Definition of a Sewing Notion

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Sewing notions include needles, pins and thread.

When you look on the back of a commercially printed sewing pattern, you will see a list of notions needed to make the garment successfully. Any object used to complete a sewing project is a sewing notion. Sewing notions range from the everyday, such as needles and pins, to more specialized items such as purse hardware and decorative buttons.



You cannot sew without a needle, making it the one of the most important sewing notions. You use a different needle depending on the type of material you are sewing and the type of equipment you are using. Hand sewing and machine needles come in a variety of sizes and needle points. Needles with a sharp point are for general use while ball point needles are suited for sewing delicate and knit fabrics. Thinner fabrics require thinner needles.


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Thread is another essential sewing notion. You use a different type of thread depending on what sort of material you are sewing. Seamstresses consider polyester thread to be an all-purpose thread, since you can use it to sew knits fabric as well as woven cotton or linen. It is durable but cannot stand up to the heat of the iron, so if you sew a lot of crisp cotton clothing you may want to use a 100 per cent cotton thread instead. Silk thread is good for sewing wool, silk or other delicate fabrics. Use elastic thread to create shirred, stretchy stitches.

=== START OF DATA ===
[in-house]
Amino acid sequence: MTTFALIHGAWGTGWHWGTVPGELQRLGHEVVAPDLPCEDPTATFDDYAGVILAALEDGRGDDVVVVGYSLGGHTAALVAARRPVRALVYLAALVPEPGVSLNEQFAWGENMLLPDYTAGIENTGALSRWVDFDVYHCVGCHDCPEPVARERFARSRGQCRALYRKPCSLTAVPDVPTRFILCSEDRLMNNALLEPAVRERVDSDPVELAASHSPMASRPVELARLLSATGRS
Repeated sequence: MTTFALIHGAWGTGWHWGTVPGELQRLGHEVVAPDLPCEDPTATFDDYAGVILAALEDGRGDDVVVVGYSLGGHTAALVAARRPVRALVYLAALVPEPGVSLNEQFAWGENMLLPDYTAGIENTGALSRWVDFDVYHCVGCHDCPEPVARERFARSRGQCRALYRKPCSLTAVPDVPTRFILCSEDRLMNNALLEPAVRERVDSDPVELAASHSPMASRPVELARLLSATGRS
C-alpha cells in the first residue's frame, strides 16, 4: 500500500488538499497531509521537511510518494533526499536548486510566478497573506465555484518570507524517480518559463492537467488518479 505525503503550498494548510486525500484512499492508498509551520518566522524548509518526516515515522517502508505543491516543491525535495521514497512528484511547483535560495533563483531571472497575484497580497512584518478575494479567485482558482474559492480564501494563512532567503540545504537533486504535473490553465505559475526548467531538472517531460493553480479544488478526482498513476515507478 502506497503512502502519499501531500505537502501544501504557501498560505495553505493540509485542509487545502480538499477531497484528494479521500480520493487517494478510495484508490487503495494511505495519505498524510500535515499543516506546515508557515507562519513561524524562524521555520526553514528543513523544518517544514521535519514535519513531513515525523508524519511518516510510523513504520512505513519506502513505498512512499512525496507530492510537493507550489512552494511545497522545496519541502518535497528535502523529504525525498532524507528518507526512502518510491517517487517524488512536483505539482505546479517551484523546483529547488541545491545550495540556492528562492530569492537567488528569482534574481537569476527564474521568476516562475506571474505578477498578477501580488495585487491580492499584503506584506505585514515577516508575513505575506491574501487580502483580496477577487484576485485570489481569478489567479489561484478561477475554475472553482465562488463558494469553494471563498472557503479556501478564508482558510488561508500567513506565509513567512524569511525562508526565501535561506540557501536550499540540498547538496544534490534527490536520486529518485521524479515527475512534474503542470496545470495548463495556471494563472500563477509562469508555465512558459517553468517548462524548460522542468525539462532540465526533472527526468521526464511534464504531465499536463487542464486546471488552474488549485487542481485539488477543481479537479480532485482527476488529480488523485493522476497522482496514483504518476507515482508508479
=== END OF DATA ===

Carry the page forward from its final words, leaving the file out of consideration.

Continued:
Pins and Pin Cushions

Pins are another important sewing notion. A seamstress uses straight pins to piece together a garment, purse or quilt before sewing it. The length of pins varies. Shorter pins are great for tight, curved spaces such as a sleeve while longer pins are good for piecing quilts together. Some seamstresses prefer pins with large, colorful heads while other like pins with flat heads. Pin cushions can either be the traditional small stuffed tomato (or another shape) or plastic covered magnets.


Buttons and Other Fasteners

Buttons, zippers and snaps are all sewing notions. You may use one or all of them in a project, depending on what you are constructing. Fasteners come in a variety of sizes, from tiny snaps to large chunky zippers. Attaching zippers with a sewing machine requires a special zipper foot that usually comes with the machine. You also attach buttons and snaps with most machines using a special stitch setting.


Tapes and Trims

Bias tape covers raw edges on quilts and bags.You can purchase pre-made bias tape or make your own by cutting fabric on the diagonal and folding it. A machine can also turn strips of fabric into bias tape. Ric-rac and other ribbon trims add a decorative touch to collars, shirt sleeves and hems. Fusible sewing and hem tape create either a temporary or permanent and take the place of straight pins or stitching.



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